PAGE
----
All kinds of articles exist about the benefits of smiling, both socially and personally. And it all makes sense, yet you’re still probably not going to find me randomly smiling without cause. I think we can all acknowledge that a scowl is different from a straight face, unless you just happen to have a severe case of RBF, but that description is usually reserved for women (yay male privilege?!).
Here’s another fun fact. Despite all of the written words out there on why you should smile more, this is what I get when I type “you should smile more” into the Googles.
Even before seeing the list of cringe-worthy stories, I already knew this was a thing from hanging out on Twitter, and just to be sure, I ran it by a couple of my lady colleagues. From what I can tell, a lot of women experience this more so in social settings with some clown trying to hit on them, but it’s equally annoying (with the same sexist undertones) at work.
I like to think I’m an exceptional person and a feminist, maybe I shouldn’t have been surprised to find myself on the receiving end of this advice typically reserved for women. Or maybe people dishing out shallow, worthless advice are getting to be more equal opportunity. That would be progress, right? Maybe in a subtraction by addition sort of way.
Anyway, if going around telling people to smile more is the only thing you have to offer, I want help you become a better human being. And here are just a few of the reasons why.
Maybe they don’t smile more because they don’t like their teeth
Not that I would be going al cheshire cat anyway, but I have been self-conscious about my teeth for years. From straightness to color of teeth and/or gums. It was more than enough to want to keep my lips sealed at all times.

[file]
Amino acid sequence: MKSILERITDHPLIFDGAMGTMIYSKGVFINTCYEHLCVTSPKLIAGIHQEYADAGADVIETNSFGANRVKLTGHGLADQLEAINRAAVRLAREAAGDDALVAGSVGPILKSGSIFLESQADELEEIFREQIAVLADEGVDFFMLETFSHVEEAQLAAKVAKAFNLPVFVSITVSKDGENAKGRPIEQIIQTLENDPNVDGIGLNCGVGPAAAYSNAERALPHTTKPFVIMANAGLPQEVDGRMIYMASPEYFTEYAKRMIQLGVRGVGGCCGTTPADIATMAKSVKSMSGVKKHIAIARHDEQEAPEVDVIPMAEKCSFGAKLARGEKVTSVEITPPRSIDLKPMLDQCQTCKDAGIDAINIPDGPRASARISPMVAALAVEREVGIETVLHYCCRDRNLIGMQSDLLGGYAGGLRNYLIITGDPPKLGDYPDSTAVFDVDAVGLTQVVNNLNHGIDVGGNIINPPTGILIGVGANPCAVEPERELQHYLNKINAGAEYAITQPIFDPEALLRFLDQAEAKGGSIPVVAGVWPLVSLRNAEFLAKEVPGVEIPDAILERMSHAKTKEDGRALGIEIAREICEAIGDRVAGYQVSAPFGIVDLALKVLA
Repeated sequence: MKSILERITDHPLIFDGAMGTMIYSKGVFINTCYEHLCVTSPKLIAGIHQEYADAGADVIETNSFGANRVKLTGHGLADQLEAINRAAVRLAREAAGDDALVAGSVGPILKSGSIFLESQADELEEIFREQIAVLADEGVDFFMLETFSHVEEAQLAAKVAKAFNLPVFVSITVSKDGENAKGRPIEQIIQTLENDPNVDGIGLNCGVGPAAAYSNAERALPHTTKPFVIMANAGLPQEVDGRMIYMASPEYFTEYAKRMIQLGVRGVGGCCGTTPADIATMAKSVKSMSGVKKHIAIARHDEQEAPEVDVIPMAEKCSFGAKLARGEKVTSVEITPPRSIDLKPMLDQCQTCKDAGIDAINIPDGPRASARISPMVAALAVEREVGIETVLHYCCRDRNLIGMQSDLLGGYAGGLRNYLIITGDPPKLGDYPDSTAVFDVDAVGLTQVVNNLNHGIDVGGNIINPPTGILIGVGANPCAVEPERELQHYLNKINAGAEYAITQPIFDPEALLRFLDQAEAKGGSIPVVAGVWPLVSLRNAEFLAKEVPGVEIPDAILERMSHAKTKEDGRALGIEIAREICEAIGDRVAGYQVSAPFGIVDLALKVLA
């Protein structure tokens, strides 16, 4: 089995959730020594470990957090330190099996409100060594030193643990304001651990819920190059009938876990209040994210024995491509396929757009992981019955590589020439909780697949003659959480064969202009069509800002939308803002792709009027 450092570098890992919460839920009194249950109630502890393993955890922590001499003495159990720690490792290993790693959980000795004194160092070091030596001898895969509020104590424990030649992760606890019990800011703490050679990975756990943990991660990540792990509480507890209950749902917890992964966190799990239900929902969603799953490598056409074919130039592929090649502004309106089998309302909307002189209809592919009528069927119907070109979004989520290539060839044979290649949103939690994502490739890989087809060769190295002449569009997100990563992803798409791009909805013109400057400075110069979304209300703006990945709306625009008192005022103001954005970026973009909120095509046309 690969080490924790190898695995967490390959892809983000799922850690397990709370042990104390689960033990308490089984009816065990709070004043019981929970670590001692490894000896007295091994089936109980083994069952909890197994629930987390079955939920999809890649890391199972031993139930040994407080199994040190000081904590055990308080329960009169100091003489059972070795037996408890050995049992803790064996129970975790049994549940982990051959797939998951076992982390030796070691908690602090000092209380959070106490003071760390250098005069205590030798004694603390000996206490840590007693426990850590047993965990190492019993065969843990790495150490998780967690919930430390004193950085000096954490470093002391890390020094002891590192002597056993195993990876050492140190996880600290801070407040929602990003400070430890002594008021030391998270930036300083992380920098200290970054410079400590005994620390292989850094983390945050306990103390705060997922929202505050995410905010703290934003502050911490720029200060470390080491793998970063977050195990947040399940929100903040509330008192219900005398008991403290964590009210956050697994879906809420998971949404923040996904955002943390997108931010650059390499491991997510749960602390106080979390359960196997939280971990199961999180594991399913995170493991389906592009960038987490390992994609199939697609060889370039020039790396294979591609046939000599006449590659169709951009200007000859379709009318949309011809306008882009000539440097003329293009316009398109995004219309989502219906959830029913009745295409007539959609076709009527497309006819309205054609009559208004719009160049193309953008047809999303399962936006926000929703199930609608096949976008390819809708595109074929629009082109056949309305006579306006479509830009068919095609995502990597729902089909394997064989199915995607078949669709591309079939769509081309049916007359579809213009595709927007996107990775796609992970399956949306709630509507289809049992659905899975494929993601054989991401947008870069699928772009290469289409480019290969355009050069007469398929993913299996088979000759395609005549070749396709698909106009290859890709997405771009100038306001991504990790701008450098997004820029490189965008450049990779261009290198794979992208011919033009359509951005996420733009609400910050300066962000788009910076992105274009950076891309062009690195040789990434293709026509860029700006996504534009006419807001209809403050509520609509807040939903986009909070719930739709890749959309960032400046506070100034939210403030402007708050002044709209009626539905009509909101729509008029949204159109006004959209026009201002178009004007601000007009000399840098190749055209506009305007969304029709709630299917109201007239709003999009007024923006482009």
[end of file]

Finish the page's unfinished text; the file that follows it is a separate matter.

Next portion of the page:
Maybe aren’t smiling more because they’re sad and you caught them on a bad day
Life happens to people. Maybe someone close to them just got diagnosed with a terminal illness. Maybe it’s a lost loved one’s birthday. There are countless reasons a person may be struggling on a given day. Instead of seeing what you think is a sad face and saying “you should smile more” try something like “how are you feeling today” or “is there anything I can do to help you today?” Basically, try to act like you have some substance instead of mimicking some sort of brainless cardboard cutout.
Maybe their thinking face doesn’t include grinning like an idiot so trying to smile more is counterproductive
Have you heard about people like Steve Jobs and Mark Zuckerberg minimizing decisions and places that require focus other than improving their companies? Perhaps you’re more familiar with this from xmen. The point is forcing your brain to work on low value tasks takes away from dedicating as much effort as possible to the real problems. When people are talking I’m focused on information absorption, processing, and analysis. No apology should be required for that.
Maybe they were smiling until you showed up and they would smile more if you went away
You might want to sit down for this one. I know you’re a good person and all but…maybe that smile was there before you sauntered up for a friendly facial critique. Perhaps you’re breaking that person’s concentration. Or maybe your consistent unsolicited advice always feels unpleasant/ threatening and what you see is a result of classical conditioning. Watch how they interact with others and do some self reflection to make sure you’re not the smile killer.
It’s not everyone else’s job to make you feel comfortable
If you tell an off-color or just terrible joke, maybe you should feel uncomfortable. It’s 2018 and we need to do better at not trying to mold every person we encounter into a reflection of ourselves. If I say I enjoyed my weekend but decide to forego the celebratory cartwheels or some other theatrics that someone else might demonstrate, it doesn’t make my statement any less true.
If you are uncomfortable with how someone else establishes rapport (in a professional manner) with people but they get results, you shouldn’t be uncomfortable with it and it shouldn’t be a point of conversation.
All this isn’t to say you shouldn’t be aware of how people perceive you, especially in a service business. It absolutely matters. Delivery almost always matter more than the messaging, which includes body language. That’s a fact, but there is much more that goes into that and the sooner we all can appreciate those differences the better off we’ll be.